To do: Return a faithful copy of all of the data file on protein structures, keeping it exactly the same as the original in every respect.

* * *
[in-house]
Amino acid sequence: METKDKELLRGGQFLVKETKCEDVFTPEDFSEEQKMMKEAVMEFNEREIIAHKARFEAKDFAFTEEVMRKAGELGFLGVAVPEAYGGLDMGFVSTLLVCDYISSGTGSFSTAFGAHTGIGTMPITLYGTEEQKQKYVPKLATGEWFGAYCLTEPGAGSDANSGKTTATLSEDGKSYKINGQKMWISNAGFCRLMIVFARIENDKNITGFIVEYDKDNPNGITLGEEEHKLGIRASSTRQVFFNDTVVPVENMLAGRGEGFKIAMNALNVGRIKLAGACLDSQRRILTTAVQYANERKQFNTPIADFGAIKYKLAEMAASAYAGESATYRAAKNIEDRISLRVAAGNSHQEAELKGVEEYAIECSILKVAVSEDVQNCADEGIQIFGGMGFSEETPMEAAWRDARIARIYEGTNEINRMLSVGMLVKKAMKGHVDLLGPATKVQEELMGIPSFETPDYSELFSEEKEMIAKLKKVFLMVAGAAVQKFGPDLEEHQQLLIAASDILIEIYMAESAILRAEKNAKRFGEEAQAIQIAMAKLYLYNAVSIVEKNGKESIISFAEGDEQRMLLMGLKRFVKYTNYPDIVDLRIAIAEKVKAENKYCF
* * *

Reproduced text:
[in-house]
Amino acid sequence: METKDKELLRGGQFLVKETKCEDVFTPEDFSEEQKMMKEAVMEFNEREIIAHKARFEAKDFAFTEEVMRKAGELGFLGVAVPEAYGGLDMGFVSTLLVCDYISSGTGSFSTAFGAHTGIGTMPITLYGTEEQKQKYVPKLATGEWFGAYCLTEPGAGSDANSGKTTATLSEDGKSYKINGQKMWISNAGFCRLMIVFARIENDKNITGFIVEYDKDNPNGITLGEEEHKLGIRASSTRQVFFNDTVVPVENMLAGRGEGFKIAMNALNVGRIKLAGACLDSQRRILTTAVQYANERKQFNTPIADFGAIKYKLAEMAASAYAGESATYRAAKNIEDRISLRVAAGNSHQEAELKGVEEYAIECSILKVAVSEDVQNCADEGIQIFGGMGFSEETPMEAAWRDARIARIYEGTNEINRMLSVGMLVKKAMKGHVDLLGPATKVQEELMGIPSFETPDYSELFSEEKEMIAKLKKVFLMVAGAAVQKFGPDLEEHQQLLIAASDILIEIYMAESAILRAEKNAKRFGEEAQAIQIAMAKLYLYNAVSIVEKNGKESIISFAEGDEQRMLLMGLKRFVKYTNYPDIVDLRIAIAEKVKAENKYCF